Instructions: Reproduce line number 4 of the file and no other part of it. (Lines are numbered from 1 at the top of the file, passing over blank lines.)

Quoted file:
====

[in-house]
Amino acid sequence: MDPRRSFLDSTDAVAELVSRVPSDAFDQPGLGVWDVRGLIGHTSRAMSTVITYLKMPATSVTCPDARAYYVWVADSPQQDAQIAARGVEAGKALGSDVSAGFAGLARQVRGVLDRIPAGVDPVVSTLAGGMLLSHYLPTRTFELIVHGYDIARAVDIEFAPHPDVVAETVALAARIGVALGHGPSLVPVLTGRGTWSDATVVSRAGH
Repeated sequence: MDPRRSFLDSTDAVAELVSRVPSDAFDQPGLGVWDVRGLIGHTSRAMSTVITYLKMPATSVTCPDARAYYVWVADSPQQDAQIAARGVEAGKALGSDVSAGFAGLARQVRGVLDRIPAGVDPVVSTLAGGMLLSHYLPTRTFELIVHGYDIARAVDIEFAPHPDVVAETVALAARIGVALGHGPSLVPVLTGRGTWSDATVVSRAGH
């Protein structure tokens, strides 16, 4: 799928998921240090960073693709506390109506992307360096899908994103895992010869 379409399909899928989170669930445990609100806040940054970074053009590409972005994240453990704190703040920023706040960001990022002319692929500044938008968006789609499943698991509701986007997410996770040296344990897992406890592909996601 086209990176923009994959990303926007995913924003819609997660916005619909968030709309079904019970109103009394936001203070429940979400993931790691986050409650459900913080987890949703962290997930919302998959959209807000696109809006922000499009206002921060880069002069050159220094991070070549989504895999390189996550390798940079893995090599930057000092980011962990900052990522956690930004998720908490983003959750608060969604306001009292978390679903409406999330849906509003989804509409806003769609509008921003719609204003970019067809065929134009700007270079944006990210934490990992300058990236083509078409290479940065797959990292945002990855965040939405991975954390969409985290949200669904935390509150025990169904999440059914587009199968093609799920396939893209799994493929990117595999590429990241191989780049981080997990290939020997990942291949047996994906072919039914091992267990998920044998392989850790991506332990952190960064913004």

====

């Protein structure tokens, strides 16, 4: 799928998921240090960073693709506390109506992307360096899908994103895992010869 379409399909899928989170669930445990609100806040940054970074053009590409972005994240453990704190703040920023706040960001990022002319692929500044938008968006789609499943698991509701986007997410996770040296344990897992406890592909996601 086209990176923009994959990303926007995913924003819609997660916005619909968030709309079904019970109103009394936001203070429940979400993931790691986050409650459900913080987890949703962290997930919302998959959209807000696109809006922000499009206002921060880069002069050159220094991070070549989504895999390189996550390798940079893995090599930057000092980011962990900052990522956690930004998720908490983003959750608060969604306001009292978390679903409406999330849906509003989804509409806003769609509008921003719609204003970019067809065929134009700007270079944006990210934490990992300058990236083509078409290479940065797959990292945002990855965040939405991975954390969409985290949200669904935390509150025990169904999440059914587009199968093609799920396939893209799994493929990117595999590429990241191989780049981080997990290939020997990942291949047996994906072919039914091992267990998920044998392989850790991506332990952190960064913004």